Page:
The 40-year-old mother of four’s message of understanding the real-life challenges of working class families resonated with Montgomery County voters, who ultimately put her over the top in the newly redrawn 151st District by 58 votes.
It was an uphill battle for Democrat Melissa Cerrato, but after a nail-biting nine days of uncertainty over the outcome, she’s headed to Harrisburg to represent Pennsylvania’s 151st District, which includes part of Montgomery County, in the state House of Representatives. Cerrato’s narrow victory turned the state House blue for the first time in more than a decade.
The 40-year-old mother of four’s message of understanding the real-life challenges of working class families resonated with voters, who ultimately put her over the top in the newly redrawn district by 58 votes.
“We knew it would be a very close, tight race, but never has it been so true that every single vote counted,” she said.
For five seemingly endless days after the election, “there was no update whatsoever; that was amazingly nerve wracking,” said the Horsham Twp. resident. As the Montgomery County Board of Elections counted absentee and military ballots and worked to cure 50 ballots (those either missing signatures or with a discrepancy in the signature), Cerrato and her team went door-to-door to reach as many of the “cured voters” as they could.
But, it wasn’t until Nov. 16, when she was boarding a plane with her family for a long-awaited trip to Universal Orlando that Cerrato got the call telling her she was victorious. “It was an excitement I can’t even describe…then having to shut my phone off for three hours and not be able to talk to a living soul was an interesting scenario,” she said with a big grin.
As she prepares to be sworn in on Jan. 3, Cerrato said, she’s “thrilled” to begin working for her constituents and be the legislator to bring a Democratic majority to the House. Her four-member staff is “ready to go,” and she’s hoping to gain seats on a number of committees, including children and youth, education, and human services.
We spoke to Cerrato at her Horsham Twp. home about the extended wait to learn the election results, the support she received from her family and friends, and plans for her first legislative session in Harrisburg.
This conversation was edited for clarity and length.
You had to wait more than a week to have your race called, a race that flipped the state House to the Democrats for the first time in 12 years. What was that like?
“I was down by 26 votes on Election Night, but then we waited nine days for all the absentee and military ballots to be counted; it was hard and very nerve wracking for everyone. But, I told my kids, ‘win or lose we are going to get away.’ That was my promise to them. So, on Nov. 16, we left for Florida, and I literally got the call when we were boarding the plane. It was very exciting. But, I couldn’t make a phone call for three hours! My parents and my little sister came down and surprised me the next day.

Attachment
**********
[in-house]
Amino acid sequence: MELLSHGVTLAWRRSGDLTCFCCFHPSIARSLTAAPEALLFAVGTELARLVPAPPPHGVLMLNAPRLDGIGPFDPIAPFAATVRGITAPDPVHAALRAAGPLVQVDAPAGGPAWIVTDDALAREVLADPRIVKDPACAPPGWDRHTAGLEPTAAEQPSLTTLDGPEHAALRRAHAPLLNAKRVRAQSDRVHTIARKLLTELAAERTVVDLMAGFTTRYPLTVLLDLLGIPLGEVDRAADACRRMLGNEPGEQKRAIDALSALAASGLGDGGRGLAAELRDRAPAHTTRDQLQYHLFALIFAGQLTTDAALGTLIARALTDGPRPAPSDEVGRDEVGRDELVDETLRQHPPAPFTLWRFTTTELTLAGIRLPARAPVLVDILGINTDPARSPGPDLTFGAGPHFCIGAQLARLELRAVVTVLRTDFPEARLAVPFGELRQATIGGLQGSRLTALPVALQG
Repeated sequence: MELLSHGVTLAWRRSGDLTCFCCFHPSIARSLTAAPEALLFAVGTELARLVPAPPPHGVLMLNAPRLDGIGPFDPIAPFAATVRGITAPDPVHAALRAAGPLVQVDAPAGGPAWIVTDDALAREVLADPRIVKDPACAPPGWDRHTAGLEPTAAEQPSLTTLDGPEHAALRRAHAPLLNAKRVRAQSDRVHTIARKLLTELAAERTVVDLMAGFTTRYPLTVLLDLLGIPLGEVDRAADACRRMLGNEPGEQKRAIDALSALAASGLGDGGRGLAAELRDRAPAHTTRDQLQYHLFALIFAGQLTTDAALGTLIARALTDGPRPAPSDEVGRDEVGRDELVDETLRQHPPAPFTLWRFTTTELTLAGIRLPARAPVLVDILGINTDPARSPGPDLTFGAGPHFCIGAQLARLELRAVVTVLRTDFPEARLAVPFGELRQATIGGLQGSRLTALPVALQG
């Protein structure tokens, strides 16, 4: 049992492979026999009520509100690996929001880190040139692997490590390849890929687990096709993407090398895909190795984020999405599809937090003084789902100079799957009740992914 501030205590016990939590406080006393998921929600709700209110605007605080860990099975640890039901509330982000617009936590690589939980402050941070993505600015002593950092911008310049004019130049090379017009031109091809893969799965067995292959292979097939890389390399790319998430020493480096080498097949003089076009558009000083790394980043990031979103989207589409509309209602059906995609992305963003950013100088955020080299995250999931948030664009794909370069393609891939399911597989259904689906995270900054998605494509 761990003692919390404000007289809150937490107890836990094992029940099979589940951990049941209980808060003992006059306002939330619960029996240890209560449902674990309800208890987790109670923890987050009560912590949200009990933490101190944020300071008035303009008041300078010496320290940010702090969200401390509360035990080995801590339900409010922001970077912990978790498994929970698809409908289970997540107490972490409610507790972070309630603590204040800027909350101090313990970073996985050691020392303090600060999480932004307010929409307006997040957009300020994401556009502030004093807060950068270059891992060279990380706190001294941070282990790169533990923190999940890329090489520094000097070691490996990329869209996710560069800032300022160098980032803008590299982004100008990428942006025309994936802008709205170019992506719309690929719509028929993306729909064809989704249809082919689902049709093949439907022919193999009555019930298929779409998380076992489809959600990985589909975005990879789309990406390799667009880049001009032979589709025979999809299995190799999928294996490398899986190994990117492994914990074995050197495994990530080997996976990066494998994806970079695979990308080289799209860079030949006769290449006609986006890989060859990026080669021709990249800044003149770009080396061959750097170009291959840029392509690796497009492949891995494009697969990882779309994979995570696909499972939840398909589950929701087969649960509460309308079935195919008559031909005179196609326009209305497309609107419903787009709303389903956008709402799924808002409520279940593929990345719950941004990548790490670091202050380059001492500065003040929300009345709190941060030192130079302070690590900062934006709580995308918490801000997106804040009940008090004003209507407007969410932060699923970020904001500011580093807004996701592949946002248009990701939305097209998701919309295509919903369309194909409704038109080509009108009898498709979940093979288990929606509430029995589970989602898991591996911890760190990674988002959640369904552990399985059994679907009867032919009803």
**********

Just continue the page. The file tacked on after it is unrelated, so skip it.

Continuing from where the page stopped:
“Being the official 102nd (Democrat) was thrilling. It was a huge part of my reason for running—to be a part of work being done for Pennsylvanians. It is a little bit of pressure, too.”
How has the reaction been from your family and friends?
“I think my family is relieved it’s over. Life can be more flexible now. Mommy worked very hard and now we can celebrate. When I told my husband I was asked to run and I wanted to, his response was, ‘That’s a lot.’ After we discussed it, he became my biggest supporter. He stepped up in ways I never imagined. It was a very big change for us. I couldn’t do it without his support.”
What was the concession call with Todd Stephens like?
“He called on Nov. 17—I was walking in the middle of Universal Studios. It was a very pleasant call, about five minutes. He said he was happy it was me because of my experience in constituent services.” (Cerrato was district director for state Rep. Liz Hanbridge before running for office.)
What do you and your family like to do for fun?
“My husband is an incredible Philly sports fan. When I got to go to the World Series no-hitter game, he laughed and said, ‘Why shouldn’t I vote for Todd?’ Baseball’s my favorite sport.
“We all like to spend time together. We have a small manufactured home in Delaware on the bay; we go there when we can.”
When you were a single mom, working as a nanny, Uber driver, and cleaning houses, did you ever think you’d be a state legislator?
“People are calling me Rep.-elect, but I’m just Missy or Melissa. I’m the same person I was three weeks ago. I just get to uplift the voices of my community. I try to treat everyone with respect. I never looked down on myself. It’s what’s on the inside that matters. It took hundreds of people to get me elected.”
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